Posted by Dan Vis on 10/07/22
That sounds like an inductive approach to me Valerie! And I love the emphasis on application. I think you may have been around here at FAST for awhile! :)

It's worth noting that application is a subsequent process--that is, you can take whatever you find inductively or deductively and look for ways to apply it. It's just generally better to let the Bible speak for itself, rather than try to get it to say what we want--if your goal is personal implementation.

Or to put it differently, those seeking application are going to be inclined toward an inductive study approach. Those with other goals, will sometimes require a more deductive approach.
Posted by Valerie Wise Burrell on 10/06/22
Dan,
This was a good study for me as it caused me to think about my typical approach to studying the Bible but also studying any topic. I tend towards understanding the principle and then bringing in a practical application. I suppose that this is using both an inductive and deductive approach. Until I can find a personal application, ie, a practical application of what the text is saying, it is hard for me to apply it.   

The Bible is a living thing that gives life to me and to all who are willing to be led by the Holy Spirit.
Posted by Dan Vis on 10/05/22
Glad this was helpful Tonya! And I would say that even seeing that is valuable. I personally think we have a cultural tendency that direction as a denomination. We're all about sustaining and defending an existing theory of truth. As important as that is, it hinders our ability to hear God speaking to us individually, teaching us what we need practically for our daily life. And that lack, leaves us spiritually weak.

Yes, that's a pretty accurate summary Linda. Though typically deductive study is more topical (like say a doctrine or something) while passage studies are more often deductive. That's not a hard and fast rule, but it's quite often the case.
Posted by Linda Johnson on 10/04/22
Okay this is good review, so you are saying:
Deductive Bible study is when you already believe you know what the scriptural verse is saying, after you read it, prayed over it, meditated or thought about it, read verses before and after for better understanding, and you just want to prove that your understanding is what the Bible is wanting to teach you so you go to other verses using the same words and checking in a concordance for other verses for better clarity.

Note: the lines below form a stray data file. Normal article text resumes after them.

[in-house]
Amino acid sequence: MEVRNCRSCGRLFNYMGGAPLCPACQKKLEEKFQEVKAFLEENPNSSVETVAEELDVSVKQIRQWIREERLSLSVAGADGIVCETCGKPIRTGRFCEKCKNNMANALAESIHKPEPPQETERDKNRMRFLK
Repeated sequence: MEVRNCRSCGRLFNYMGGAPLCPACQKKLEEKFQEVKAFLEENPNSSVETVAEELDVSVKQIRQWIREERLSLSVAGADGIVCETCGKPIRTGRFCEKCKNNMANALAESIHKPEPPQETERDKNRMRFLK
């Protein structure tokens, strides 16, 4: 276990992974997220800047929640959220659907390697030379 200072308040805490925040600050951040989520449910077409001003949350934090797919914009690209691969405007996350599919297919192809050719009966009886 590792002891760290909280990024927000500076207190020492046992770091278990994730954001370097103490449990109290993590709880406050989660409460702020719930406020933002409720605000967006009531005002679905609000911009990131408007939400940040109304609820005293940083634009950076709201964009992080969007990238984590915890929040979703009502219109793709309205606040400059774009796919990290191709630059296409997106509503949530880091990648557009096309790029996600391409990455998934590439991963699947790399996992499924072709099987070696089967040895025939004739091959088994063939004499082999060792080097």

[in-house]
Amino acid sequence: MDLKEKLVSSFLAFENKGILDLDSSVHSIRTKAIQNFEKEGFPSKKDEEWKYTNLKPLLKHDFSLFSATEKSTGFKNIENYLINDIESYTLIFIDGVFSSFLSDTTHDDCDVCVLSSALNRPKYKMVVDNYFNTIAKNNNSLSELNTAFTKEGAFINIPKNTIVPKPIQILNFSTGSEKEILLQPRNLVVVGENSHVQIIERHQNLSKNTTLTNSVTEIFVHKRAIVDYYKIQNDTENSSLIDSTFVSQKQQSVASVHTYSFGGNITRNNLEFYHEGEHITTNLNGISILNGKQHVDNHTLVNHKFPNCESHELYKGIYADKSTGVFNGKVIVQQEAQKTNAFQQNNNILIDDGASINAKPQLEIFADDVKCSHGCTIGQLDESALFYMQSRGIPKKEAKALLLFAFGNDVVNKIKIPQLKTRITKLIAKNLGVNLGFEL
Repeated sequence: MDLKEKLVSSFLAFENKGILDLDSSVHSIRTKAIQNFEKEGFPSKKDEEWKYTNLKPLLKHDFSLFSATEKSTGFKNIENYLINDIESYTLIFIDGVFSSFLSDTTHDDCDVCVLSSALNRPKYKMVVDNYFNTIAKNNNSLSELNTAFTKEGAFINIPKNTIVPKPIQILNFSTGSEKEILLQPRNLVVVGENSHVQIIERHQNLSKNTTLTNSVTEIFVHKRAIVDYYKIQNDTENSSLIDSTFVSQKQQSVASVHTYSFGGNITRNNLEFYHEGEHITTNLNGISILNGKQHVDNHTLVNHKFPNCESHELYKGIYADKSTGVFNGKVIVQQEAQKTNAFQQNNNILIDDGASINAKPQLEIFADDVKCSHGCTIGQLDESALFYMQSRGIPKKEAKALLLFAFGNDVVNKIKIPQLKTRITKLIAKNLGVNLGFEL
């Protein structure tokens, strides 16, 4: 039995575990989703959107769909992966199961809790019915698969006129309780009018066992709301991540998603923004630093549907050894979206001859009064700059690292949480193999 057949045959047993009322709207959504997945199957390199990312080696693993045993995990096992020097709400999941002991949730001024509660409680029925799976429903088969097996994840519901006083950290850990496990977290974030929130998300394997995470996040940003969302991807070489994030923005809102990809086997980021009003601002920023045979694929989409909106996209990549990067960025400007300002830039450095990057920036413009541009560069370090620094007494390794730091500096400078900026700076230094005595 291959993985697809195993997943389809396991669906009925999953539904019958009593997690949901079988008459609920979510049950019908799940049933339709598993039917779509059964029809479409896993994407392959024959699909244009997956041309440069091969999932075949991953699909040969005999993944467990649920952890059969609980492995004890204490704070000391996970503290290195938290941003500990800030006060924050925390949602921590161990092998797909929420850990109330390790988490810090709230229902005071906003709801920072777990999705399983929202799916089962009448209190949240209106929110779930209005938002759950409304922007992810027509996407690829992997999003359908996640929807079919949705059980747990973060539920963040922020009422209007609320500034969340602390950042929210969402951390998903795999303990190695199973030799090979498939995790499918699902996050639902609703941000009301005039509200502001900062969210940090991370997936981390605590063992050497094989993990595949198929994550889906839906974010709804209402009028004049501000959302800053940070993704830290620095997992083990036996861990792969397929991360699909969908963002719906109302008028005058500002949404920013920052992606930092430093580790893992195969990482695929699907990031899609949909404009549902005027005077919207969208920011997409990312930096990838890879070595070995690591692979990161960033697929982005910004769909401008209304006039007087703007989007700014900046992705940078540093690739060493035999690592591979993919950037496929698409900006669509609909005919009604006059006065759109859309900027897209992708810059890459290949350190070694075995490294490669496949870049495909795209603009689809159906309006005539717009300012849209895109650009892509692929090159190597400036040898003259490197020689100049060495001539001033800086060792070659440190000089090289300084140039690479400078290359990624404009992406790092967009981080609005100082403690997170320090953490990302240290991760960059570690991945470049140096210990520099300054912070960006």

Posted by Tonya Anspach on 10/04/22
I think I have been leaning more toward the deductive method of study. I really appreciate the detail you provided in this lesson. Seeing the clear differences between the two is very helpful.
Posted by Dan Vis on 10/04/22
As long as you are studying to find out what God is trying to say Linda, that is inductive. Learning mode. It's not really about which method is deeper.

Deductive is when you already think you know what it says and you are just wanting to prove your existing understanding. Teaching mode. So I think that desire for deeper searching is probably still inductive! :)
Posted by Linda Johnson on 10/03/22
I am more inductive in reading scripture and mulling verses over in my mind. I write down my favorite verses in the chapter. I pray that verses/s and claim them for my family, others or for myself.
The deductive appeals to me now to add for deeper searching and meaning of the verses in scripture.
Posted by Dan Vis on 10/01/22
Ah, now I see what you meant Louise. They do kind of make another sort of bike... :)
Posted by Louise P on 09/30/22
Inductive and Deductive studies work together to give me balance and movement - as the two wheels of the Morning Watch Bike do...
Posted by Doug Schoch on 09/30/22
We should be careful of extremes. I like using both.
Posted by Dan Vis on 09/30/22
That's a beautiful testimony Julio. I'm sure the Lord is really willing to speak to any who are willing to listen! He helps those who want to teach others, too, but in a different sense I think. And that personal instruction is what I need most each morning! Thanks again for you post!
Posted by Julio Useche on 09/30/22
Dan, so true in your caution about having an overly deductive approach. Looking back at my own devotion times, the times that stand out the most have been those times when I'm following an inductive approach. The Lord has spoken to me in such clear tones through His Word. I've been overwhelmed with his presence and have felt a closeness to Him more than any other times. Thank you for that reminder and the caution. I will be sure to heed it!
Posted by Dan Vis on 09/30/22